The Oracles that look down from above must be scratching whatever they scratch, as they watch the USD 497 Carnival Shell Scammer shill the rubes one more time. Let's see, the district is short of classrooms. I guess the buildings that used to be elementary schools at East Heights, Centennial and Wakarusa didn't really have classrooms, they were unfinished shells or storage areas or whatever. Therefore they could not be used for classrooms, without being refurbished. But then wouldn't the district rather build a new school, like Sunset Hill with it's 14 new classrooms at an estimated cost of $9.3 Million plus the 3 new classrooms and six shells; that seems like a whole new school, but I guess it really isn't. We can't change the boundaries now to use the facilities that are available, BUT in the future we may have to change boundaries so we can justify building new schools.

"That means if those schools continue to grow, officials will have to consider either adjusting attendance boundaries or building additional schools.

We may have to look at how to accommodate growth in other ways," board vice president Shannon Kimble said.

Sounds to me like the scammer telling the shill how we are going to become ventriloquists so we can learn to speak from both sides of our mouths.

September 10, 2013 at 7:25 p.m. ( | suggest removal )

Opinion: Local taxpayer shows interest in school budget

It is interesting to note that the technology enhancements which will cost the district many $$$'s and are "vitally" needed because the current equipment will not support the demand, have not been installed yet. However, blended learning is in full force at several schools, and each student will have a computer which will challenge the capacity of the school's system. That hasn't delayed the start of blended learning. One has to wonder if there really is a need for the expenditure, or if the schools can not handle the demand, is blended learning premature?

August 23, 2013 at 10:06 a.m. ( | suggest removal )

Lawrence students outperform state on ACT exams

The above comments are germane, however, it is interesting that LHS scored more poorly than Free State. Is that because the teacher pay is lower? Since only the students that take the ACT are the ones who are interested in pursuing more advanced education, it would seem that the cohort of students from both schools would be equal. The only thing that is different then is the quality of teaching. That seems to me to have an odor to it that no one wants to smell.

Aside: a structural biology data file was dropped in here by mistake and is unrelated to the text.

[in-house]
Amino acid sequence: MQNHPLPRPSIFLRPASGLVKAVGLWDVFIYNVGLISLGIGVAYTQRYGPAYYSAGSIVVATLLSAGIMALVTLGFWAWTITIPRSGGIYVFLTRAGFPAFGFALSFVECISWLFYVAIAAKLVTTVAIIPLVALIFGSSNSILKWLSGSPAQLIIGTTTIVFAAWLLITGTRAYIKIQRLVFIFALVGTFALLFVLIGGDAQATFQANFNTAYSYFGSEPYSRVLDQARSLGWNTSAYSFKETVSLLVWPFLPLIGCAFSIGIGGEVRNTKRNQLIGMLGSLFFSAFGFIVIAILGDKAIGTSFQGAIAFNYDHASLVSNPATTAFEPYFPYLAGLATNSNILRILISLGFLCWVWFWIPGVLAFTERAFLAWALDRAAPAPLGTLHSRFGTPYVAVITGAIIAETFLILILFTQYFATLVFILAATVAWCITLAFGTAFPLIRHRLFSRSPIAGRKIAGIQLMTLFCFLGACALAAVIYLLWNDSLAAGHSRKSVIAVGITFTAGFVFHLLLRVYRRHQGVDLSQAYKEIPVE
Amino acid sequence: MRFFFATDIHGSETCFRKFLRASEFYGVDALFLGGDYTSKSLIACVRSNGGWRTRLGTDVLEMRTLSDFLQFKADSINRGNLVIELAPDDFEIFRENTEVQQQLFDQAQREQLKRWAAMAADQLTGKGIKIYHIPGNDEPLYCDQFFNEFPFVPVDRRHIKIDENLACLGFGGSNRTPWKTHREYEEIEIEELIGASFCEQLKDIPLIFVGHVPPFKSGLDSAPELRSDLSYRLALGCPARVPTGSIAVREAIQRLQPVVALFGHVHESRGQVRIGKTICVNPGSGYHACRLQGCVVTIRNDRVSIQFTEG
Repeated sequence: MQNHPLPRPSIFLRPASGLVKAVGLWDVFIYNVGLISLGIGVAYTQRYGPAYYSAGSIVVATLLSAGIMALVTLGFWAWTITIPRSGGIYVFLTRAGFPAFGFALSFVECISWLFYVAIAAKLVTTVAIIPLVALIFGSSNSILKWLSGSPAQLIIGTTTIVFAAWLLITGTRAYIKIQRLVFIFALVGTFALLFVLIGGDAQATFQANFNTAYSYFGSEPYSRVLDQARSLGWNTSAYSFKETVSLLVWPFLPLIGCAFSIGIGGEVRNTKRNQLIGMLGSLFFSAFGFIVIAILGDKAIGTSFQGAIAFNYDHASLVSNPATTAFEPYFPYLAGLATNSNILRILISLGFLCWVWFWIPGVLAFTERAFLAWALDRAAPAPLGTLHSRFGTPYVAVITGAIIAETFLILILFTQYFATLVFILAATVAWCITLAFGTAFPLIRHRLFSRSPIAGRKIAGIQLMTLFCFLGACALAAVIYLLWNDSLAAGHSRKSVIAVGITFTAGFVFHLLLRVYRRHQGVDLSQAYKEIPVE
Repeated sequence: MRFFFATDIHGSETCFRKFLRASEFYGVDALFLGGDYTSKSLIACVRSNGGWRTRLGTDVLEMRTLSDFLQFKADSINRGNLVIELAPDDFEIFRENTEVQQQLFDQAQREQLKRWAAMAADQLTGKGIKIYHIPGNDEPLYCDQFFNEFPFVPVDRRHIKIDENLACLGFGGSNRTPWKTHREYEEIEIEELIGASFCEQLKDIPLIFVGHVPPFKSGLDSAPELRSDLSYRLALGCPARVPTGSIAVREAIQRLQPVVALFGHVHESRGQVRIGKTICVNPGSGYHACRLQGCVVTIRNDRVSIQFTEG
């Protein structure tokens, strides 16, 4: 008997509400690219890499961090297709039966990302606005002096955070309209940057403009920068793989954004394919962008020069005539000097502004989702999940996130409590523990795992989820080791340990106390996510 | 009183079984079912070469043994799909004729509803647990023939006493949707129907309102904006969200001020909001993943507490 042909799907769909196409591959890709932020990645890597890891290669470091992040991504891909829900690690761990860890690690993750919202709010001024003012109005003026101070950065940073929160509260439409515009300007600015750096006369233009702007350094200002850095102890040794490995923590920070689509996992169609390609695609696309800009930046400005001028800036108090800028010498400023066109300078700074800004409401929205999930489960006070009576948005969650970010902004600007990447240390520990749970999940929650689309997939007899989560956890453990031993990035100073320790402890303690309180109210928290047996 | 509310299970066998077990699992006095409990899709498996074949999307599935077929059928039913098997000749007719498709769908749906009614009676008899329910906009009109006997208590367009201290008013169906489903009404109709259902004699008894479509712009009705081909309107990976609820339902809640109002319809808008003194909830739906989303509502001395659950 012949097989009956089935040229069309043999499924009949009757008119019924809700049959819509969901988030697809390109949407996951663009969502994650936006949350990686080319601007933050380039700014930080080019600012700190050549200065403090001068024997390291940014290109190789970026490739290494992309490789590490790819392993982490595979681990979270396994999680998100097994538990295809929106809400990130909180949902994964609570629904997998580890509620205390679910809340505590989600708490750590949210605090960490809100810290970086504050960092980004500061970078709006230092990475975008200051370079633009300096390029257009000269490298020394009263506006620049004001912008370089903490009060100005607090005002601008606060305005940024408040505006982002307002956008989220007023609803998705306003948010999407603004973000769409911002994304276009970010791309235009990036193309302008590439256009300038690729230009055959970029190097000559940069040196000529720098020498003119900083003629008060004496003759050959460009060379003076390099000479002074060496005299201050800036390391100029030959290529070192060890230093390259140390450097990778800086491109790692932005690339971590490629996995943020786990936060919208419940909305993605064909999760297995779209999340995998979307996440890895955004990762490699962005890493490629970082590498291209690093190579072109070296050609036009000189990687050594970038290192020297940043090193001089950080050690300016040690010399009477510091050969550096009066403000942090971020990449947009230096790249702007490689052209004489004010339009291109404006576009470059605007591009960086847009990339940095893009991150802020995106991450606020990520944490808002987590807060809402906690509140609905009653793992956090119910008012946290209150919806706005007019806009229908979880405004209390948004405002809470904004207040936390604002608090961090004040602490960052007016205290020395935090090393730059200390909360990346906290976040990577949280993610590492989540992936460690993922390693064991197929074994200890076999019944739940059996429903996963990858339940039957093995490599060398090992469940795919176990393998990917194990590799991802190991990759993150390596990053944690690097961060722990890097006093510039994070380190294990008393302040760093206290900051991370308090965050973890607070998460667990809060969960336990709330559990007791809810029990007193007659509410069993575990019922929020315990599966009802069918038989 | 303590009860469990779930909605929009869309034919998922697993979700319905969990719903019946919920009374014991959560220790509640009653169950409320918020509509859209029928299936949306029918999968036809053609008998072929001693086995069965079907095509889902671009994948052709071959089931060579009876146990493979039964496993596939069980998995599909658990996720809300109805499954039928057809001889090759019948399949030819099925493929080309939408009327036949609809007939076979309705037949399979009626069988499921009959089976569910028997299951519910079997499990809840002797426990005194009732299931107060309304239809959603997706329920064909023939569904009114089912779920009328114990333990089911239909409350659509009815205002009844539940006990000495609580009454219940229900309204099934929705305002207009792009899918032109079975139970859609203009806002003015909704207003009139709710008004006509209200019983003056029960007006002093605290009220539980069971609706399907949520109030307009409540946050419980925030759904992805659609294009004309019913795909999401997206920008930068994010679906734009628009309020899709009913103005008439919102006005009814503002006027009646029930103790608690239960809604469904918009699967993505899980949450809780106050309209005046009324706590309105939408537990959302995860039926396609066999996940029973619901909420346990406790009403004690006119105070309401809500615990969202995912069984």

August 23, 2013 at 9:56 a.m. ( | suggest removal )

School district explains large cushion in capital outlay budget

The truth is whatever the beholder wants to remember and forget. If the district spent all the funds it a had and left no reserve, there would NOT be an emergency if a boiler broke or a roof failed. All the district would do is go to a local bank and take out a loan to cover the costs. I guess that fact is overlooked. If no one else remembers I would remind them that when the district needed an additional $9.5 million for the football complexes and there weren't funds available, that is exactly what they did. They are still paying off that loan at an interest rate of around $4.5%. See every mouth has at least two sides.

August 20, 2013 at 2:21 p.m. ( | suggest removal )

School board adopts $148.8 million budget

A "budget" is a plan for the accomplishment of programs related to objectives and goals within a definite time period, including an estimate of resources required, together with an estimate of resources available, usually compared with one or more past periods and showing future requirements. (Smith, Robert W. and Thomas D. Lynch. (2004) Public Budgeting in America. 5th Edition. Pearson;Upper Saddle River, New Jersery. 37)

Please note the words "plan" and "objectives and goals."

Businesses have what are called "Sales Forecasts." That is a SWAG as to how well your business's products will sell, i.e. a guess about the future.

August 13, 2013 at 9:17 p.m. ( | suggest removal )

School board adopts $148.8 million budget

A "budget" is a plan for the accomplishment of programs related to objectives and goals within a definite time period, including an estimate of resources required, together with an estimate of resources available, usually compared with one or more past periods and showing future requirements. (Smith, Robert W. and Thomas D. Lynch. (2004) Public Budgeting in America. 5th Edition. Pearson;Upper Saddle River, New Jersery. 37)

Please note the words "plan" and "objectives and goals."

Businesses have what are called "Sales Forecasts." That is a SWAG as to how well your business's products will sell, i.e. a guess about the future.

August 13, 2013 at 9:17 p.m. ( | suggest removal )

School board adopts $148.8 million budget

Interesting. Does anyone else think the district does things backwards? They pass the budget and then decide on a plan. Most real businesses do it the other way around, they set out the goals, then formulate a plan to meet the goals, and then develop the budget that will be needed to accomplish the plan. Oh well, what's new?

August 13, 2013 at 1:52 p.m. ( | suggest removal )